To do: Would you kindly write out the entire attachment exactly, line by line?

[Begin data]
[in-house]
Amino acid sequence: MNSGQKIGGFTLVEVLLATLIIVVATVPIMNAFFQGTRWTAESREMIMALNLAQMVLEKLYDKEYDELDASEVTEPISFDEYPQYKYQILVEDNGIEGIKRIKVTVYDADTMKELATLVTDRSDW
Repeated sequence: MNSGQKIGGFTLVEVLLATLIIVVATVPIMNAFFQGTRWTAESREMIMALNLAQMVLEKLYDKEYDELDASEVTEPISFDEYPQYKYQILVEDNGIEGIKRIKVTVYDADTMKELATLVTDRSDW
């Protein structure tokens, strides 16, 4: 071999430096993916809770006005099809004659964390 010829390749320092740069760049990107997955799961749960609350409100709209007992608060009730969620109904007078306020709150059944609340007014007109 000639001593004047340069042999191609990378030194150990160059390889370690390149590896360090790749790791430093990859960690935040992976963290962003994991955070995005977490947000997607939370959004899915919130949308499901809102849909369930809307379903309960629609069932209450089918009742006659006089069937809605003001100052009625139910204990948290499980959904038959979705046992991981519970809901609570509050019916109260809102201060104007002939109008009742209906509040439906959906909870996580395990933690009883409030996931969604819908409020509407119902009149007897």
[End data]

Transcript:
[in-house]
Amino acid sequence: MNSGQKIGGFTLVEVLLATLIIVVATVPIMNAFFQGTRWTAESREMIMALNLAQMVLEKLYDKEYDELDASEVTEPISFDEYPQYKYQILVEDNGIEGIKRIKVTVYDADTMKELATLVTDRSDW
Repeated sequence: MNSGQKIGGFTLVEVLLATLIIVVATVPIMNAFFQGTRWTAESREMIMALNLAQMVLEKLYDKEYDELDASEVTEPISFDEYPQYKYQILVEDNGIEGIKRIKVTVYDADTMKELATLVTDRSDW
């Protein structure tokens, strides 16, 4: 071999430096993916809770006005099809004659964390 010829390749320092740069760049990107997955799961749960609350409100709209007992608060009730969620109904007078306020709150059944609340007014007109 000639001593004047340069042999191609990378030194150990160059390889370690390149590896360090790749790791430093990859960690935040992976963290962003994991955070995005977490947000997607939370959004899915919130949308499901809102849909369930809307379903309960629609069932209450089918009742006659006089069937809605003001100052009625139910204990948290499980959904038959979705046992991981519970809901609570509050019916109260809102201060104007002939109008009742209906509040439906959906909870996580395990933690009883409030996931969604819908409020509407119902009149007897």